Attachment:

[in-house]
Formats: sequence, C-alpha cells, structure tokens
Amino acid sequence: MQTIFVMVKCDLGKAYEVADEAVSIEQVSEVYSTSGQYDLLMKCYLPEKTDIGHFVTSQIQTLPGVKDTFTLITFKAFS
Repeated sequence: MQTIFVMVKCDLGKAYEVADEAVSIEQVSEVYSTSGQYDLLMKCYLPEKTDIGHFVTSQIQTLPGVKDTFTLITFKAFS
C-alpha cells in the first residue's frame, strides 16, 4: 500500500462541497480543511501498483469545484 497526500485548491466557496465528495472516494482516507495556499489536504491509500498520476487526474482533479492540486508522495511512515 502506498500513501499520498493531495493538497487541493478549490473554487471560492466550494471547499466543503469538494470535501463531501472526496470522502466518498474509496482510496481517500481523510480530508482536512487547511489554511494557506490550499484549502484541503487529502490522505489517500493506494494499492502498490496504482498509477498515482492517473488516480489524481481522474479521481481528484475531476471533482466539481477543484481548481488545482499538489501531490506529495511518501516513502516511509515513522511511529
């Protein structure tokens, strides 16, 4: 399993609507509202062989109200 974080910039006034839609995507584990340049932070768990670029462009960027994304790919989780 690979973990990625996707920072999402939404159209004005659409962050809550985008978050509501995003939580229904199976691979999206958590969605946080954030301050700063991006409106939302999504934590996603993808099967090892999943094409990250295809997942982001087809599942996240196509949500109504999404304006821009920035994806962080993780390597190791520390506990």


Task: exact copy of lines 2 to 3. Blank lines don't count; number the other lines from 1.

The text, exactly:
Formats: sequence, C-alpha cells, structure tokens
Amino acid sequence: MQTIFVMVKCDLGKAYEVADEAVSIEQVSEVYSTSGQYDLLMKCYLPEKTDIGHFVTSQIQTLPGVKDTFTLITFKAFS